As Wikipedia has grown over the past 15 years (and counting) from a handful of articles to more than 5 million, its complexity has increased along with it. As amazing a resource as it is, and as rewarding as it can be to contribute, newcomers to the site have 15 years of accumulated customs and culture to digest before they can be fairly sure they know what they're doing.
That's why, in late 2014, we started a newsletter with a simple premise: once a week, we deliver to your inbox a simple summary of one topic or another. Each installment is no more than 150 words, or about what you can read in one minute's time. It is of course called Wikipedia in 60 Seconds, or WP:60 for short. Today, we publish our 100th installment.
If you're coming to WP:60 late, there has never been a better time to pick up the habit. Two years in, and we've just about finished covering all the basics. So far, we've covered Wikipedia's policies and guidelines concerning article content and user behavior, site features, and general advice. In its third year, we're diving deeper, and asking questions like:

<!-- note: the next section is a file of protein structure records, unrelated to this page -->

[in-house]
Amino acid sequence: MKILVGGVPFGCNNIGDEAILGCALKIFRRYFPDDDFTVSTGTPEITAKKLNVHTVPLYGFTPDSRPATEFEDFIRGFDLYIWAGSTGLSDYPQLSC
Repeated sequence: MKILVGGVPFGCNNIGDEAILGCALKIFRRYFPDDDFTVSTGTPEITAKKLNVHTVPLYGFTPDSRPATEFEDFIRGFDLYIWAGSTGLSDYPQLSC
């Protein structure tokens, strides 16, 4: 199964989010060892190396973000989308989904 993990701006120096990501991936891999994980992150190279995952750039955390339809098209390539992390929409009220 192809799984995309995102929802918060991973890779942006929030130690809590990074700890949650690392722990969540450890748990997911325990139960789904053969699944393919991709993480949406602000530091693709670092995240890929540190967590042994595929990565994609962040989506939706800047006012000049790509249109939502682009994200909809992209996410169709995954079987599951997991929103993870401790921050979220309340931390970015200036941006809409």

- When does Wikipedia prefer U.S. vs UK English?
- How does Wikipedia decide what to name its articles?
- What's with all those links in the lefthand sidebar?
What's more, today we announce our all-new archive, searchable by keyword and containing every installment back to the very beginning, presented as a new blog on the Beutler Ink website. If you haven't signed up before, all you need is an email address and we'll send it your way every Wednesday at 11 a.m. Eastern Time. What are you waiting for, sign up here, and tell your friends!
N.B. If your company or brand is the subject of a Wikipedia entry, and something about it isn't quite right, maybe we can help! See our Wiki Engagement services page for information about how we work, and some additional resources to help you understand Wikipedia better.